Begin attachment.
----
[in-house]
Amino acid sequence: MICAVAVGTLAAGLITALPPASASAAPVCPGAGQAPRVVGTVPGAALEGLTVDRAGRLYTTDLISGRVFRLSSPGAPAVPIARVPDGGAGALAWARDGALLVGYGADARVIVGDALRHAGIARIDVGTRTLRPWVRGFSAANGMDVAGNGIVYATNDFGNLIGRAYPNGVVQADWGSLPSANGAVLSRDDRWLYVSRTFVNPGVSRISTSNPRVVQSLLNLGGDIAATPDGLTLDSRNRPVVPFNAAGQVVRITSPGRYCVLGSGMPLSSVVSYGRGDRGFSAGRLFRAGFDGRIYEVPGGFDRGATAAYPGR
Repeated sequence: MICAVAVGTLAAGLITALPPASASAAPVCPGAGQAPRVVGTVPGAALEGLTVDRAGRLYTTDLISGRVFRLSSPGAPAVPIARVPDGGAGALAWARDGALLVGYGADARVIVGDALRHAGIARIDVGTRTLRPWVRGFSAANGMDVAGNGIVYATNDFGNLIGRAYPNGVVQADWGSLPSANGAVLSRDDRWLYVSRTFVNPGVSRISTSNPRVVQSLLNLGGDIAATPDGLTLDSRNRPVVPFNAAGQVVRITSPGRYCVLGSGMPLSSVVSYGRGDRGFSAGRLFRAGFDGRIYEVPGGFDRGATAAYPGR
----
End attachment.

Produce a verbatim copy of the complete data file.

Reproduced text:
[in-house]
Amino acid sequence: MICAVAVGTLAAGLITALPPASASAAPVCPGAGQAPRVVGTVPGAALEGLTVDRAGRLYTTDLISGRVFRLSSPGAPAVPIARVPDGGAGALAWARDGALLVGYGADARVIVGDALRHAGIARIDVGTRTLRPWVRGFSAANGMDVAGNGIVYATNDFGNLIGRAYPNGVVQADWGSLPSANGAVLSRDDRWLYVSRTFVNPGVSRISTSNPRVVQSLLNLGGDIAATPDGLTLDSRNRPVVPFNAAGQVVRITSPGRYCVLGSGMPLSSVVSYGRGDRGFSAGRLFRAGFDGRIYEVPGGFDRGATAAYPGR
Repeated sequence: MICAVAVGTLAAGLITALPPASASAAPVCPGAGQAPRVVGTVPGAALEGLTVDRAGRLYTTDLISGRVFRLSSPGAPAVPIARVPDGGAGALAWARDGALLVGYGADARVIVGDALRHAGIARIDVGTRTLRPWVRGFSAANGMDVAGNGIVYATNDFGNLIGRAYPNGVVQADWGSLPSANGAVLSRDDRWLYVSRTFVNPGVSRISTSNPRVVQSLLNLGGDIAATPDGLTLDSRNRPVVPFNAAGQVVRITSPGRYCVLGSGMPLSSVVSYGRGDRGFSAGRLFRAGFDGRIYEVPGGFDRGATAAYPGR